Something was missing from the democratic debate last night. Well, a lot of somethings. But one thing specifically stood out to me as a reproductive justice activist and writer: there were zero questions about abortion. The moderators didn’t even reference it by euphemism. There was no “Tell us what you think about Planned Parenthood” or “We recently marked the anniversary of Roe v. Wade” or “How would you protect a woman’s right to choose?” Nothing. Zip. Zilch.
This omission — on the supposedly “liberal” media channel, MSNBC — is particularly glaring because the candidates themselves have made it an issue. In recent weeks, Hillary Clinton and Bernie Sanders have both come out unequivocally against the four decade-long punishment of the poor and communities of color perpetrated by the Hyde Amendmentwhich prohibits federal funding for abortion (despite what you may have heard from the republicans perpetually investigating Planned Parenthood).
Considering every Democratic president and any Democratic member of Congress who has voted for a federal budget since 1976 has at the very least tacitly approved of Hyde, a unified democratic presidential platform to abolish it — something that could be done unilaterally in their first year by refusing to sign a budget with a coverage ban attached — IS HISTORIC. While 86% of voters think someone’s economic status or health insurance provider shouldn’t affect their access to abortion, politicians and corporate media are lagging behind the cultural shift. This means abortion access is still contentious even if the electorate has largely decided how they feel about it and the mass of people tweeting #AskAboutAbortion last night want to hear the candidates’ plans to affirm and expand our rights.
We aren’t just shouting about it because we’re a bunch of angry feminists hoping to foment outrage about something. Abortion access has been incrementally diminished since Roe with a major acceleration over the past few years: more than one-quarter of the 1074 abortion restrictions passed have been enacted since 2011. Just in 2015, abortion restrictions were introduced in 46 states. If you were feeling comfortable or smug about your state, but don’t live in Nevada, North Dakota, or Utah, you need to check out this 22 second video from National Partnership for Women & Families:
The channel hosting the debate has covered the outbreak of laws as well as the legal challenges by the Center for Reproductive Rights, Whole Woman’s Health, and others as they’ve wound through state and circuit courts all the way to the highest court in the land. The first abortion case in eight years is going to be heard next month at the Supreme Court — but NO ONE has been able to think of a question about reproductive rights at the democratic debates?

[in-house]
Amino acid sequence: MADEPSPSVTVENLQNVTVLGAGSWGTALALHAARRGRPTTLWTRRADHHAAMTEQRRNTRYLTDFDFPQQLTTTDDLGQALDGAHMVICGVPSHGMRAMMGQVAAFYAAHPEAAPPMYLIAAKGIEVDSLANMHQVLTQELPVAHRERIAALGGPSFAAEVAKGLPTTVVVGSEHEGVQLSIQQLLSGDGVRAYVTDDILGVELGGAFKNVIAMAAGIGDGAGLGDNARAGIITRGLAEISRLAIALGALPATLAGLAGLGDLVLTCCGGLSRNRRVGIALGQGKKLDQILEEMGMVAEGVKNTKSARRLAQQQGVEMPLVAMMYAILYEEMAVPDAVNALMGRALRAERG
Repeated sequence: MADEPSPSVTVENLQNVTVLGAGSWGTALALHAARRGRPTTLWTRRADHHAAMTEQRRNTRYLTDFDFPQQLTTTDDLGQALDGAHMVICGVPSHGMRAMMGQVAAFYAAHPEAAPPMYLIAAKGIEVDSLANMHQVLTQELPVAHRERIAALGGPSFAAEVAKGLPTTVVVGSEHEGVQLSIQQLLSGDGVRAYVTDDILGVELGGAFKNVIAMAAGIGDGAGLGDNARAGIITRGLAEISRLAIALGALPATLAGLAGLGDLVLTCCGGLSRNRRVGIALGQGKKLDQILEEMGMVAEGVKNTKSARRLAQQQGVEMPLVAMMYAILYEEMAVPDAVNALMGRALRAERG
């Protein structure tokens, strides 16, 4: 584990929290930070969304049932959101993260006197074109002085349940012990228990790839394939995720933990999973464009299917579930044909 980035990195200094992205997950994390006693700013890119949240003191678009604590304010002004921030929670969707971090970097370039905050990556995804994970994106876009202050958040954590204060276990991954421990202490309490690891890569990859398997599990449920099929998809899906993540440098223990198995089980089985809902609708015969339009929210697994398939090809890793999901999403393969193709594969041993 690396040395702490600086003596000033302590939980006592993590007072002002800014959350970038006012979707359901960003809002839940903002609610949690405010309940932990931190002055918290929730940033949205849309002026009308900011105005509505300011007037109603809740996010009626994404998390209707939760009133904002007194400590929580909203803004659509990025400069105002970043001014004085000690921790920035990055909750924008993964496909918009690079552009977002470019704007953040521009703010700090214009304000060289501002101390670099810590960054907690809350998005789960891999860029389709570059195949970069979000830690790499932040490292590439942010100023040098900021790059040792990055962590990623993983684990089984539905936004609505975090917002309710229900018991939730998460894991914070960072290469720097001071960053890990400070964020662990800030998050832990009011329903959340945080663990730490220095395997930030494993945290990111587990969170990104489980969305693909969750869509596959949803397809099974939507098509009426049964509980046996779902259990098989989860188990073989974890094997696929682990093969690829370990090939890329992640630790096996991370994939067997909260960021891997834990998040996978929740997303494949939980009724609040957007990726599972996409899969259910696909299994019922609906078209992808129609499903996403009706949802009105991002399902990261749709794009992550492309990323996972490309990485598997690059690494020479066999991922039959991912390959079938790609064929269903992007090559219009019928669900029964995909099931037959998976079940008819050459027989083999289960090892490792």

Chuck Todd, Rachel Maddow, and MSNBC should collectively be ashamed of themselves. They had time to ask a question about Barry Goldwater and electability, but not about the one in four insured by Medicaid experiencing an unwanted pregnancy who is forced to carry to term against their will? And don’t tell me that they weren’t asking about “social issues” because “the candidates agree on 90% of them. Agreeing that an issue is important is NOT THE SAME THING as having THE SAME PLAN. Don’t just tell me what you BELIEVE, tell me what you’re going TO DO.
Example question on Hyde/reproductive rights: “Senator/Madam Secretary, you’ve come out against the Hyde Amendment; would you veto a budget with Hyde attached?”
THIS IS NOT ROCKET SCIENCE. Especially for people who have covered politics in the US for as long as Todd and Maddow.
We still don’t know that much about either of their plans on topics where they agree. The point of the primary debates is for primary voters — who are largely on the same side of the aisle as the candidates — to know the difference in the plans. Does no one remember the endless health care questions from 2008? It was and remains important for us to know more than “I support a woman’s right to choose” or “All Americans should have healthcare.” Obama and Clinton both were for all of us having access to healthcare in their soundbites, but their plans were very different. Many of us chose a candidate based on that particular issue — I know I sure did. I went back to my home state of Indiana, swallowed my anxiety, and door knocked for Obama the two days before the election. I’d been up for 40-something hours when election returns were coming in and stayed awake to watch Indiana turn blue on the map. I’d supported him since early in the primary race because I liked his plan better.
So, when do I get to hear the kind of policy/plan debate questions we had eight years ago? What are the candidate’s priorities in the first 100 days? What do they think they can accomplish without Congress? What will they need down ticket support on to push through the legislature?
And I don’t just mean on abortion. The rampant restrictions have made reproductive rights my most pressing concern, but many who like things about both candidates and/or want the strongest campaign from the democrat in the general are waiting to hear about a whole host of things.
After Tuesday’s New Hampshire primary, we only have Nevada and South Carolina ahead of Super Tuesday on March 1 when fifteen contests are scheduled. We’re only scheduled to see one debate between now and then — February 11th in Milwaukee, WI. Let’s hope PBS and the Wisconsin Democratic Party can deliver a more on-point debate.